Oct 9, 2018
Since living in Japan I've learned that the life here can be kind of pricy compared to my home country. Especially simple things like furniture and clothes cost way more and last for a shorter time than I'm used to. I'm also a huge fan of second hand stuff. It's good for the environment and I like the thinking of giving stuff a second chance.
You can find many second hand products in Japan at stores like Hard Off, Second Street or smaller 'recycle stores.' There are also plenty of online flea market or 'sayonara sales' groups where you can often find a good deal.
Especially at Hard Off I've found many clothes which were still new with the original price tag. Since many people in Japan love shopping, especially sale shopping, you can often find those items at second hand stores. My husband is the best example. He loves to go to sales but in the end he never wore the stuff he is buying. Kind of weird, but that's the way it is.
Also, being very tall for a woman in Japan it is kind of difficult to find clothes for me. Second hand stores are a paradise then especially as you can often find American or European brands there. If you don't buy brand clothes, you can find good deals from 100 yen up to 500 yen. Very reasonable, isn't?
I also like to donate my old clothes to them. I know they just want to earn some money, but it is kind of difficult in Japan to donate clothes without much effort.
If you are a fashion junkie like me and like to wear some trendy clothes, how about making them by yourself? I often buy second hand clothes and change their style. You don't need to be perfect at sewing. Sometimes just a few handfuls are enough.
Here is an example:
I bought this dress for only 100 yen. It was a very huge size and kind of old fashioned, but I loved the fabric so much, that I wanted to change it to something new.
The same goes for furniture. Nowadays you can find very reasonable second hand furniture in Japan. Often they don't look that nice anymore but if you are creative, you can easily pimp them up. I've found this small kids commode at a flea market. It belonged to a kid who didn't need it anymore. I loved the elephant knobs and decided to buy it for just 500 yen. Since the color was not that nice and didn't fit to all my other white furniture I decided to paint it with special furniture color. Now it looks way better than before and many people think it is new.
I've also bought a small couch stool for just 100 yen. The pillow cover had a small cut, but that was the only damage. I just sewed a new cover for it and now it looks totally fine. I use the couch stool every day now.
Although many Japanese people do not like second hand stuff, there are more and more people like me, who make something new out of old items.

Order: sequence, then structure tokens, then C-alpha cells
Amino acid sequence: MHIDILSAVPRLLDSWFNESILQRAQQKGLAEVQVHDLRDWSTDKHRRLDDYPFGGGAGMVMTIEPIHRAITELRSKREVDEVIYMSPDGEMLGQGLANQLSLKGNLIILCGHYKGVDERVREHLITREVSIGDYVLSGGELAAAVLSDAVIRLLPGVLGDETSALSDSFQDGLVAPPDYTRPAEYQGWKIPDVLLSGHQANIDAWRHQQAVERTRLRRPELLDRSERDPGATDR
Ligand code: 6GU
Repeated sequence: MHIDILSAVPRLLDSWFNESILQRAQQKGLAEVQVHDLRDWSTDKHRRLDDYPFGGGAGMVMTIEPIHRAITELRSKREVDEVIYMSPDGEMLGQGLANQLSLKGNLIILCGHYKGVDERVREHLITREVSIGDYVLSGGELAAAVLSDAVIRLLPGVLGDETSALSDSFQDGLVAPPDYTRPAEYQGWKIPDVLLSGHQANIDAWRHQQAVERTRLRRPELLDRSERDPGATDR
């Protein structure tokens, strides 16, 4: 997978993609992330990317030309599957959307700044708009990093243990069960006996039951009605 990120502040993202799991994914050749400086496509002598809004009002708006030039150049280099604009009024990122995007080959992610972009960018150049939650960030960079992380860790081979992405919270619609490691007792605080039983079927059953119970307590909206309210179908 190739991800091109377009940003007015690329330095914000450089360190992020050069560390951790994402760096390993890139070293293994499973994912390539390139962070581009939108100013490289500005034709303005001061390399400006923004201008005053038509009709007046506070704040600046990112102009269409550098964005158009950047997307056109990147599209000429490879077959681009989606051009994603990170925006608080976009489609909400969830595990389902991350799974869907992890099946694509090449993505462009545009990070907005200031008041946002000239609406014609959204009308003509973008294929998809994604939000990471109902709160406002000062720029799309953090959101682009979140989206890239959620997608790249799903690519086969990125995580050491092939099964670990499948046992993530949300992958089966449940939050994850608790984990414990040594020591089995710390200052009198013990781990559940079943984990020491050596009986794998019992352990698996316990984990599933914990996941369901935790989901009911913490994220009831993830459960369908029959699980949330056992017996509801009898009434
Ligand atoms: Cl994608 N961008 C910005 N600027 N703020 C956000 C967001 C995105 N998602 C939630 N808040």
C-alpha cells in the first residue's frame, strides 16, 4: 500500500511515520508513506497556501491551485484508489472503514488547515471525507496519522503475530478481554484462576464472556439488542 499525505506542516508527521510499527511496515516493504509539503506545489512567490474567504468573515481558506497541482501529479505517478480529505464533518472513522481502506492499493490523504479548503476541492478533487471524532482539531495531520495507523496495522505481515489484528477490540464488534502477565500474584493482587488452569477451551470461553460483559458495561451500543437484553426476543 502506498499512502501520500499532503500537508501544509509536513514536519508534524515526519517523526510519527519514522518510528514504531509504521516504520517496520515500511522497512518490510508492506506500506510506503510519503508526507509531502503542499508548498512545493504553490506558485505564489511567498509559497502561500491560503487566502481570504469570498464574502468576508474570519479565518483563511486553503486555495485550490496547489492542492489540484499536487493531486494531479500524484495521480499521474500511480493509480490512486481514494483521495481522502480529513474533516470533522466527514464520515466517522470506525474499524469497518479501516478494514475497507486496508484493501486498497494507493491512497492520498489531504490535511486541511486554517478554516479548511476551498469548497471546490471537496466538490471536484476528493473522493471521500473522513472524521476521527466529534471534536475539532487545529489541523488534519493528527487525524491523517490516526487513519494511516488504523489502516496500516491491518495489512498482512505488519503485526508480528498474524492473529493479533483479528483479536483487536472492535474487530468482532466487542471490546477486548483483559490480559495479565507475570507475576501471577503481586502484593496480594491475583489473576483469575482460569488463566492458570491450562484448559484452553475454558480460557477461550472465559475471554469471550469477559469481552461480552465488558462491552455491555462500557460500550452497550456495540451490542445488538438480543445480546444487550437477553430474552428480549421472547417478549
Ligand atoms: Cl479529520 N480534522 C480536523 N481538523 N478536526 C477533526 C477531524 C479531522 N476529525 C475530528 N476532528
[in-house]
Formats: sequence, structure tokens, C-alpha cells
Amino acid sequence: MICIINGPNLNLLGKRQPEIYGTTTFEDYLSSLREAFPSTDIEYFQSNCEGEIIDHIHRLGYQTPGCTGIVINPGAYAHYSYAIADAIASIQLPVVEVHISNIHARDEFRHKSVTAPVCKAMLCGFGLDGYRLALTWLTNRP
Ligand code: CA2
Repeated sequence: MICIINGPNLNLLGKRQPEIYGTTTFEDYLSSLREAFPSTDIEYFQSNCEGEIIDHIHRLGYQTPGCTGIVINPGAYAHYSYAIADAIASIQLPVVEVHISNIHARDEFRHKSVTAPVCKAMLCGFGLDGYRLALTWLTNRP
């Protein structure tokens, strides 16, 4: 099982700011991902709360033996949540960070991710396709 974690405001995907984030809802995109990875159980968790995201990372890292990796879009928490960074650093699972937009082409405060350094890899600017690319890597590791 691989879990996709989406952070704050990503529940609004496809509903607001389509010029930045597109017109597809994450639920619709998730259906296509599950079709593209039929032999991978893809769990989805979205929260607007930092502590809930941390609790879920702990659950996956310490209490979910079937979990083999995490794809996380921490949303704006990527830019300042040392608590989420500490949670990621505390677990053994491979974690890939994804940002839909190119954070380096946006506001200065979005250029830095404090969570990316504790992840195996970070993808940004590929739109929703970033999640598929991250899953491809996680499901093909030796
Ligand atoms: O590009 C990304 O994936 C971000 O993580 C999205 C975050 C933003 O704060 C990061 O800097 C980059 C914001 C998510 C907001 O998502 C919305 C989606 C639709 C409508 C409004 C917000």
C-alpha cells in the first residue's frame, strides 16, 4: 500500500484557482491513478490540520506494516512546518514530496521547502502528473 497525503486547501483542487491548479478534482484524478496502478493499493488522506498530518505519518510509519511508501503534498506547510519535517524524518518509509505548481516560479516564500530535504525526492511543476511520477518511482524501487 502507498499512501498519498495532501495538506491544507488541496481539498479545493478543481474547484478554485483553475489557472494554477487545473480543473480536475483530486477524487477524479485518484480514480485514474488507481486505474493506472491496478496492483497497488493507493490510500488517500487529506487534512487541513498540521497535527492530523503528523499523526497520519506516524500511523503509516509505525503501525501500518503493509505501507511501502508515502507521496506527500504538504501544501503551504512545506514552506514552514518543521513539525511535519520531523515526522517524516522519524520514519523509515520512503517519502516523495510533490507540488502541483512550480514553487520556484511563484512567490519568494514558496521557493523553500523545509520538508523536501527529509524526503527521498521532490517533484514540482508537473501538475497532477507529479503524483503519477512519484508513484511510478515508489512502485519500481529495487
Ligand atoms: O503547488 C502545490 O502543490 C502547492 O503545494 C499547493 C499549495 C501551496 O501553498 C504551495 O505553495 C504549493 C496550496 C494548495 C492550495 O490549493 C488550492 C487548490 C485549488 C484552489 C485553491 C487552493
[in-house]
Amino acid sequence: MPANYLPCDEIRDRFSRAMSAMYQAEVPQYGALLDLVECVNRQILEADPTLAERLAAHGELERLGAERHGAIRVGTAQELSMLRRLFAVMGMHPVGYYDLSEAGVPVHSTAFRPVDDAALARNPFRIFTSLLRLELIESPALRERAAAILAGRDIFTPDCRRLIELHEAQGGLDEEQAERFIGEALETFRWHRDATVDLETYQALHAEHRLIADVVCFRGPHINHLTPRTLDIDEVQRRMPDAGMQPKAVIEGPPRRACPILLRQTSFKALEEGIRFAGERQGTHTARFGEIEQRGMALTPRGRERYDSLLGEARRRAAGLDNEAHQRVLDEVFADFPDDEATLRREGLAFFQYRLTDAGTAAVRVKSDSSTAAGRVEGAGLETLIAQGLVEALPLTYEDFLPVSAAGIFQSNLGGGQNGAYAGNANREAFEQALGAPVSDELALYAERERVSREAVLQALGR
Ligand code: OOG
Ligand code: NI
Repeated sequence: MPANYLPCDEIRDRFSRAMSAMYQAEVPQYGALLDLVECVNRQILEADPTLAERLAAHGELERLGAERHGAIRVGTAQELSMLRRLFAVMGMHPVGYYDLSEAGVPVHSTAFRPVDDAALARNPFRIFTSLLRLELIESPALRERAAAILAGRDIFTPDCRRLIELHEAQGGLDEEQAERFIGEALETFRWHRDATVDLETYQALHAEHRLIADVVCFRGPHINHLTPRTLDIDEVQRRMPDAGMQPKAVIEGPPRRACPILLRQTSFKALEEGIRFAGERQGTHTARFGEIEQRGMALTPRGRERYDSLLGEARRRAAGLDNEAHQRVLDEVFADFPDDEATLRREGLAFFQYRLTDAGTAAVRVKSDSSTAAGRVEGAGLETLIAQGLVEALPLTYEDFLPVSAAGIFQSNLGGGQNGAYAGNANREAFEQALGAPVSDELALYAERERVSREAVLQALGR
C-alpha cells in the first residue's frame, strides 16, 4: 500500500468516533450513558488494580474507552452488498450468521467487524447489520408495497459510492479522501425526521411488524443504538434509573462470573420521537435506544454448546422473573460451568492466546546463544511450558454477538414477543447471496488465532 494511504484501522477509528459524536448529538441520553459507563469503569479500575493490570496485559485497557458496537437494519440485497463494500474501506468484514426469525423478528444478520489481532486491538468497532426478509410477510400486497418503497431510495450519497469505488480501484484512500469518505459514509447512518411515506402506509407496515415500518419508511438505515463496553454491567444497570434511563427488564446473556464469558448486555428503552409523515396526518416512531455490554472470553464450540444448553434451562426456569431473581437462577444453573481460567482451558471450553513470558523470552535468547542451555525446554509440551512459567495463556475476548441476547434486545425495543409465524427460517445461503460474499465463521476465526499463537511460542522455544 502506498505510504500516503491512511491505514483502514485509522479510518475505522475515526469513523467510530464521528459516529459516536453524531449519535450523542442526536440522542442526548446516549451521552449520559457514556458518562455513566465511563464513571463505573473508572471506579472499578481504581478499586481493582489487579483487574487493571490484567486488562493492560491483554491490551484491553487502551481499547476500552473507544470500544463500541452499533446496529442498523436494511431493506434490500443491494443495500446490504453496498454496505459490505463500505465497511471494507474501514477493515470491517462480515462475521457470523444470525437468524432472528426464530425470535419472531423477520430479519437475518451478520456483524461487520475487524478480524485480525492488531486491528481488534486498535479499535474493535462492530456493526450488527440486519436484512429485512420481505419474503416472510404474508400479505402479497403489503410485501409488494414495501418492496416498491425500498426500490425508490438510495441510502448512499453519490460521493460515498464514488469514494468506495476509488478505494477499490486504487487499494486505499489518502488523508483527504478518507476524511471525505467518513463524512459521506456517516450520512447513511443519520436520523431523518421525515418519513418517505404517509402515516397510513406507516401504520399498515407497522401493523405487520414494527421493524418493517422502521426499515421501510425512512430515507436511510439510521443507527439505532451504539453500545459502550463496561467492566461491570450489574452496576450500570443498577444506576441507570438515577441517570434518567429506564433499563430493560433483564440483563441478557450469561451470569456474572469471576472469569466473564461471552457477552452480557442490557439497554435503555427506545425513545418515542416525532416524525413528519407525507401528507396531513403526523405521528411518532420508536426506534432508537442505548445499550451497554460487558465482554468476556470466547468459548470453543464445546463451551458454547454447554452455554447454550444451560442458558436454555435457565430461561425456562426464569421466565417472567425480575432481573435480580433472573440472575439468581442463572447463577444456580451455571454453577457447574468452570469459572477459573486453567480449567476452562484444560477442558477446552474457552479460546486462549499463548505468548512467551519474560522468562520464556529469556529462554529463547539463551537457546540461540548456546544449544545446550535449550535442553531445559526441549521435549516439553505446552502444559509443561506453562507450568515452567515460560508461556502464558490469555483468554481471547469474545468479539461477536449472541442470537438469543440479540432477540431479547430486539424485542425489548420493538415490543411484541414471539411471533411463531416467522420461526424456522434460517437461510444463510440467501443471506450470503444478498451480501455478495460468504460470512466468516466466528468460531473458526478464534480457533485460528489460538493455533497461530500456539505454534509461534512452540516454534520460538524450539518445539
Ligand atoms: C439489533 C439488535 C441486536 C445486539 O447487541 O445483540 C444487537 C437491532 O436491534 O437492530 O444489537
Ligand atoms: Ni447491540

One of my friends opened a café only with second hand furniture. It looks very cool and has its own charm now.
Second hand stores are also perfect if you need kitchenware for your apartment. Especially if you just moved in, it can get very expensive when you have to buy all new items. Many recommend just buying some cups at plates at the 100 shops, but actually this is not always the cheapest and also the 100 yen glassware can break very fast (at least in my case).
Second hand stores have many kitchenware items for a good price. Most of my plates and cups at home are second hand. I've made so many good deals, like 5 plates for 200 yen, that I've become very addicted to buying kitchenware at such stores!
How about you? Do you donate or recycle stuff in Japan?
I´m a german girl living in the center of Tokyo, but my true love belongs to the countryside of Japan (especially Chiba and Hokkaido). I love traveling Japan and explore hidden areas.
I want to help people with my articles to get in touch with the Japanese culture and all the beautiful places you can explore.
Besides traveling around, I love trains, handcraft and my little rabbits.
Awesome! I’m a Reuse and recycle girl! I just haven’t had much opportunity to delve into the places where I can find stuff. Maybe I need to find a friend who enjoys these things too. I too noticed that locals do not like used stuff... they even seem to look down on discounted items. But... different strokes for different folks!
@Candiajia1 Haha we will be a perfect match then! My husband just wanted to throw away last week the small wooden chair we use in out bathroom because of some mold. I just cut it, put some paint and use it now in my garden, when I plant someting new. It is also a nice decoration for putting flowers on it. No waste of staff which you can still use for something is my motto. Slowly my family is also thinking my way.